‘God, I am no Harry Potter! Better get out of here in time!’ I murmur out aloud. Loud enough for the pigeon sitting on the far end of the stony arch to flap its wings and acknowledge this fact with a wild flutter. ‘Damn, even he knows this!’ I murmur again, and hurry out of the broad archway taking frantic steps, suddenly realising that everything around me is not so bright anymore.
|Bird’s eye view of the ruins|
A few hours ago, when the sun was moving high in the sky, I had stood here, taking in the panoramic view of the ruins, marvelling at the gothic expanse of stone structures around me. The crumbling walls and pavilions standing against the rocky Aravalli hills seemed to tell tales about the town’s tryst with all things living. The elaborate ruins spoke of the grandeur of the town – temples dedicated to various gods and goddesses, a main road flanked by bazaars on both the sides, leading to the havelis, and then further up to the grand palace, at the far end of the town complex. However, what stands now are just crumbling remains of a once beautifully laid out town.
Beautifully laid out it was. There’s ample proof of it all around the vast expanse of Bhangarh. This ancient town was founded in the later half of the 16th century by Raja Bhagwant Das, as the residence of his second son Madho Singh. Madho Singh was the younger brother of Man Singh I of Amber, who was a general at Emperor Akbar’s court and was also one of the navratnas, the nine gems of the royal court. Coming back to the Bhangarh, protected by three successive fortifications, the town grounds boasted of a grand palace, elaborate living quarters and intricately carved temples, of which the Gopinath temple and Someshwar temple are fine examples of the Nagara style of architecture prevalent in those times. There were grand havelis, colourful and well planned bazaars, and yes, a grand palace for the prostitutes too, built for the courtesans who entertained the rulers. But all that is gone. Among the many structures, only the temples have somewhat withstood the assault of time and nature, though almost all of them stand idol less now.
|Singhia Sevra’s chhatri on the hilltop|
The local lore abounds in legends and spooky stories associated with this ruined town complex, stories relating to how the town came to be destroyed. A popular legend puts the blame of the catastrophe the town incurred on a deadly tantric battle fought between the beautiful Princess Ratnavati, the ruler of Bhangarh and the wicked sorcerer Singhia Sevra. Besotted by the princess’ beauty, the sorcerer tried to cast a magic spell to win her over. But his plans were foiled by the princess who herself was adept in the magic arts. In the final battle of wizardry wits, evil Singhia was fatally wounded, and dying, cursed the town and its people with eternal doom. As a result of the curse, the town was destroyed and abandoned overnight.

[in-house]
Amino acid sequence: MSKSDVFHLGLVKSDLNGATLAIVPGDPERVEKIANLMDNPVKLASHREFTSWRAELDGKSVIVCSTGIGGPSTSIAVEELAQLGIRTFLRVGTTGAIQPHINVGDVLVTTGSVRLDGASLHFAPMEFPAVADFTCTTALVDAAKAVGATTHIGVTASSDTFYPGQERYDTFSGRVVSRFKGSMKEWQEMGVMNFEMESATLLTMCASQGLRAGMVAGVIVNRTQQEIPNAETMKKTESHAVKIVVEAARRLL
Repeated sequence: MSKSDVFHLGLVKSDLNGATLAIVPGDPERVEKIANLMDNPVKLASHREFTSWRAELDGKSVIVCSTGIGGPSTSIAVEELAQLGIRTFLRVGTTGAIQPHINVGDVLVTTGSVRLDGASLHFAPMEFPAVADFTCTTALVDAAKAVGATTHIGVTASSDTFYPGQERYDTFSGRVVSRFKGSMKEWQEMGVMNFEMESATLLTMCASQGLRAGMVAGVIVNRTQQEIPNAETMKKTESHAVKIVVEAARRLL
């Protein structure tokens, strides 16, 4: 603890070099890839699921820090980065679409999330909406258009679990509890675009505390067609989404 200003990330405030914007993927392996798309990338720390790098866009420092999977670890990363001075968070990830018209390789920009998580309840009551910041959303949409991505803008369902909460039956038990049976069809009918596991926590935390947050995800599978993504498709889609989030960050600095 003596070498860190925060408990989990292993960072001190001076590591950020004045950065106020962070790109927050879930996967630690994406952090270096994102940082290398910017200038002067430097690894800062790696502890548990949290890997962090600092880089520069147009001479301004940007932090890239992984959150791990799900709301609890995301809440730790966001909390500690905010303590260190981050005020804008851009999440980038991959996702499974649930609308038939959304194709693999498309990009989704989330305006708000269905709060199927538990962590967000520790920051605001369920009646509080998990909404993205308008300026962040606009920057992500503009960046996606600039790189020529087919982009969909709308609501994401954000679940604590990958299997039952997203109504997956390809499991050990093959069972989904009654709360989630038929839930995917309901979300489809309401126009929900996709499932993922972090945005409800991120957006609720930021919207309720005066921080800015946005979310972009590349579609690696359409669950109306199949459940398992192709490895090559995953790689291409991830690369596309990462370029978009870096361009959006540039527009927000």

|Ruins of the Palace of Prostitutes|
Another legend tells about the doomsday prophecy of an ascetic, Guru Balunath. Guru Balunath, who lived in this region, had sanctioned the settlement of Bhangarh, but had forewarned the rulers of dire consequences if his secret abode was infringed upon. The rulers were to keep in reign their construction plans, so that the bigger expansions did not overshadow Guru Balunath’s retreat. However, unmindful of such forebodings, one of the descendants of the ruling dynasty expanded his palace to such heights that its shadows reached Guru Balunath’s secret retreat. So as prophesied the town was wiped out overnight, never to be inhabited again.
Whatever the reason behind the destruction, the town never recovered from it. Even today, no one ventures around its ruins in the dark, and the many stories of the dead haunting the fort complex and holding court under the giant banyan tree keep the villagers away. They say they don’t want to be here after the sun goes down. So much so, that the tales of paranormal activities, keep many a faint hearted away during the day too. Such was the intensity of the fury unleashed on the town that fear still looms large in the minds of the locals.